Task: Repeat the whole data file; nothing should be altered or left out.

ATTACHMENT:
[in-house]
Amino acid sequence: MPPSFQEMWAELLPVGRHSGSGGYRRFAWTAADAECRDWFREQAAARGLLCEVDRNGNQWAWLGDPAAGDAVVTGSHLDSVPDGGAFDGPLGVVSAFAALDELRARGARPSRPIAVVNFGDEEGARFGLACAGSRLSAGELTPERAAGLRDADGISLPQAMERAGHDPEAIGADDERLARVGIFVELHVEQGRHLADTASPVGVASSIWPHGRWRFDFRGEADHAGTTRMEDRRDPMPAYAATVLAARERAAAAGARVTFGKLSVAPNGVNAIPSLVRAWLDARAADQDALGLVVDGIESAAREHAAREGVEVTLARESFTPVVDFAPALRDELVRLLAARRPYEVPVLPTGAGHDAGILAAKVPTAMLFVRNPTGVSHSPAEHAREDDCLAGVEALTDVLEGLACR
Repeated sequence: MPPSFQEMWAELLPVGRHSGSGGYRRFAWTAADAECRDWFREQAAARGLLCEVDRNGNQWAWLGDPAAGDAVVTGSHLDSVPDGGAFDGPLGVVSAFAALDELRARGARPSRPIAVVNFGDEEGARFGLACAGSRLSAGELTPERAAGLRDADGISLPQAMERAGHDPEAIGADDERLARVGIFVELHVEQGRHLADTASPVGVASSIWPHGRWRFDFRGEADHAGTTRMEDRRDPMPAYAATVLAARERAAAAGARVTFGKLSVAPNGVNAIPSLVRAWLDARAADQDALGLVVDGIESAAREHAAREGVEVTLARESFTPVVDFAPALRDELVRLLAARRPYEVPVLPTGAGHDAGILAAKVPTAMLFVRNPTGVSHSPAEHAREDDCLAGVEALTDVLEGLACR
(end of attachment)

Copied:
[in-house]
Amino acid sequence: MPPSFQEMWAELLPVGRHSGSGGYRRFAWTAADAECRDWFREQAAARGLLCEVDRNGNQWAWLGDPAAGDAVVTGSHLDSVPDGGAFDGPLGVVSAFAALDELRARGARPSRPIAVVNFGDEEGARFGLACAGSRLSAGELTPERAAGLRDADGISLPQAMERAGHDPEAIGADDERLARVGIFVELHVEQGRHLADTASPVGVASSIWPHGRWRFDFRGEADHAGTTRMEDRRDPMPAYAATVLAARERAAAAGARVTFGKLSVAPNGVNAIPSLVRAWLDARAADQDALGLVVDGIESAAREHAAREGVEVTLARESFTPVVDFAPALRDELVRLLAARRPYEVPVLPTGAGHDAGILAAKVPTAMLFVRNPTGVSHSPAEHAREDDCLAGVEALTDVLEGLACR
Repeated sequence: MPPSFQEMWAELLPVGRHSGSGGYRRFAWTAADAECRDWFREQAAARGLLCEVDRNGNQWAWLGDPAAGDAVVTGSHLDSVPDGGAFDGPLGVVSAFAALDELRARGARPSRPIAVVNFGDEEGARFGLACAGSRLSAGELTPERAAGLRDADGISLPQAMERAGHDPEAIGADDERLARVGIFVELHVEQGRHLADTASPVGVASSIWPHGRWRFDFRGEADHAGTTRMEDRRDPMPAYAATVLAARERAAAAGARVTFGKLSVAPNGVNAIPSLVRAWLDARAADQDALGLVVDGIESAAREHAAREGVEVTLARESFTPVVDFAPALRDELVRLLAARRPYEVPVLPTGAGHDAGILAAKVPTAMLFVRNPTGVSHSPAEHAREDDCLAGVEALTDVLEGLACR